New lane setup aims to smooth traffic flow on Morrissey Blvd.

The state plans to reconfigure this Morrissey Blvd. intersection beginning next week. 	File photoThe state plans to reconfigure this Morrissey Blvd. intersection beginning next week. File photo

Reconstruction work will start on Monday on the hazardous intersection of Morrissey and Bianculli boulevards at the entrance to UMass Boston that has long been despised by motorists and pedestrians alike.

The new setup will feature two left-turning lanes and two southbound lanes, instead of the current three left-turning lanes that head into the UMass Boston campus — leaving just one legal southbound lane. DCR plans to remove a traffic light island and replace it with a traffic light that stretches out over the roadway. The island will be removed while an “all stop” sign for pedestrians will stay, activated through the new traffic light.

The improvements, which will cost $130,000, will mean construction for a few weeks on the Patten’s Cove side of Morrissey Boulevard, according to the Department of Conservation and Recreation, which oversees the roadway. The agency is seeking to improve southbound traffic.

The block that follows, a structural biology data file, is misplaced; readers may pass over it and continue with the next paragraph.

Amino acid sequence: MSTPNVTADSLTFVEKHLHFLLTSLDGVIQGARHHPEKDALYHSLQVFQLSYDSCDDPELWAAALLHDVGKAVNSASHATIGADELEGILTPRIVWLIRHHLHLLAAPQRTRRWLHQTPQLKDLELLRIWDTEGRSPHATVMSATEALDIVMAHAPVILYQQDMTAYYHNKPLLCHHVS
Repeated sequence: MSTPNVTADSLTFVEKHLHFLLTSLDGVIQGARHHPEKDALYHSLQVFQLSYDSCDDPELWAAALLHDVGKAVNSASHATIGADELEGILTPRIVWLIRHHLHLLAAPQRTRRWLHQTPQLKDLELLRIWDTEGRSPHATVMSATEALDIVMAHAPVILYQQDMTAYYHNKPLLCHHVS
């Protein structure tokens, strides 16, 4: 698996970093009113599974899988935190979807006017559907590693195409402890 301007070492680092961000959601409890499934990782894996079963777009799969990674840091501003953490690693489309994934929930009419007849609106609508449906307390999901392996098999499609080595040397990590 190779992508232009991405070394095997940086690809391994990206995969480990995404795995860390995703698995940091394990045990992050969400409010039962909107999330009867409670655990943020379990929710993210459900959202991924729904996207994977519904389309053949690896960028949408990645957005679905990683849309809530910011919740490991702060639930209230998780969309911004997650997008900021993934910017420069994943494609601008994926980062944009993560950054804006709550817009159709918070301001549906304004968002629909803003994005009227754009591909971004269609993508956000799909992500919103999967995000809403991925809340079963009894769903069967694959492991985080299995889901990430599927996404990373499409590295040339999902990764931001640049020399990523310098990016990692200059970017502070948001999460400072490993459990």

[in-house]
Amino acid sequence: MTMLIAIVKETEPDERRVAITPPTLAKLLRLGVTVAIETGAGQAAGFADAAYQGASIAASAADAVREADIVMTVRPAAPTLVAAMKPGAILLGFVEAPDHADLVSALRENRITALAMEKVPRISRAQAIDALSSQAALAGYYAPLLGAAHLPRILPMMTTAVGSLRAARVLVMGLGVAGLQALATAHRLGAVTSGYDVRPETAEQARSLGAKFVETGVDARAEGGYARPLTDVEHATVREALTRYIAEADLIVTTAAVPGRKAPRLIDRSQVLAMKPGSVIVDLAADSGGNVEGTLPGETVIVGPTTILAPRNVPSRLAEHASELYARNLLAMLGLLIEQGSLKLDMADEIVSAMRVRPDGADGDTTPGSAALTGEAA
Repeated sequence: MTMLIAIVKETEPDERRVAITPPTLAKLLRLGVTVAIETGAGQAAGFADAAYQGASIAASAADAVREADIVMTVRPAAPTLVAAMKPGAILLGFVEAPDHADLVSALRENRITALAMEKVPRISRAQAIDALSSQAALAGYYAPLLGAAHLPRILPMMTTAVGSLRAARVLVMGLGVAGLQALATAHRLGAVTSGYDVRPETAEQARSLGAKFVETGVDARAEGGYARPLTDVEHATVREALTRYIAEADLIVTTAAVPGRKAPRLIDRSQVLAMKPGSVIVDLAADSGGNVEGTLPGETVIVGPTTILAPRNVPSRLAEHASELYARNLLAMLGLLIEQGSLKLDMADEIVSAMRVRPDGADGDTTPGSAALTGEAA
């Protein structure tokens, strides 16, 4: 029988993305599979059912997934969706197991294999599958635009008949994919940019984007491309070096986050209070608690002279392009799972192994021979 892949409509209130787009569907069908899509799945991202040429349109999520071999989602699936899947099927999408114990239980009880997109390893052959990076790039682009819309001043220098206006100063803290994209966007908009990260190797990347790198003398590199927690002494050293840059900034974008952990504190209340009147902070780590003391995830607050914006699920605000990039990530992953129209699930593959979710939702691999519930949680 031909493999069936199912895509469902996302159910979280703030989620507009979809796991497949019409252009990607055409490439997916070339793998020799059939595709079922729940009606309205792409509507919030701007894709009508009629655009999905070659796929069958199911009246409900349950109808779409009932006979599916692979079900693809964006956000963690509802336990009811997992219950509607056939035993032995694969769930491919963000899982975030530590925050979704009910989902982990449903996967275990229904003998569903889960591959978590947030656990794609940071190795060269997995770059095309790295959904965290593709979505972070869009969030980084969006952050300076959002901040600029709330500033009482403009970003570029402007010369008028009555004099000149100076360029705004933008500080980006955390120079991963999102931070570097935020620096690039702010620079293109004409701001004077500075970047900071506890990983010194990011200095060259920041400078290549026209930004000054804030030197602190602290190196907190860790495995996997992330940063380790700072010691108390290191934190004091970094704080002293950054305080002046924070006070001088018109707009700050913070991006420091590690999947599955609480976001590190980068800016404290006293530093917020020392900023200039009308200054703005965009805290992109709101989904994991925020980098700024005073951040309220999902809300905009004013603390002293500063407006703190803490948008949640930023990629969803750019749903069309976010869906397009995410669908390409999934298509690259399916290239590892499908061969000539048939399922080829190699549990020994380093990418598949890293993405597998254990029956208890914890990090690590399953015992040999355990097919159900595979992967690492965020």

“The modification to traffic flow at this location and the improvements we are making will go a long way toward enhancing use of this roadway by commuters and pedestrians,” Department of Conservation and Recreation (DCR) Commissioner Jack Murray said in a statement.

Members of the Dorchester delegation at the State House, including former state Sen. Jack Hart, his successor, Linda Dorcena Forry, and state Rep. Marty Walsh, have been pushing for the project, which will be paid for through existing contracts with Siemens Industries and D&R Paving in Melrose.

The intersection has been a source of frustration for elected officials and residents, and led to one Savin Hill resident putting on YouTube last year a video of motorists who ignore the current configuration.

“When I press the button, I will get a walk light, but the way in which the road is set up, the majority of the cars, which are supposed to be turning into UMass Boston, go straight when I’m trying to cross that section of the street with my walk light,” the resident, Heidi Moesinger, wrote in a letter to the Reporter at the time.

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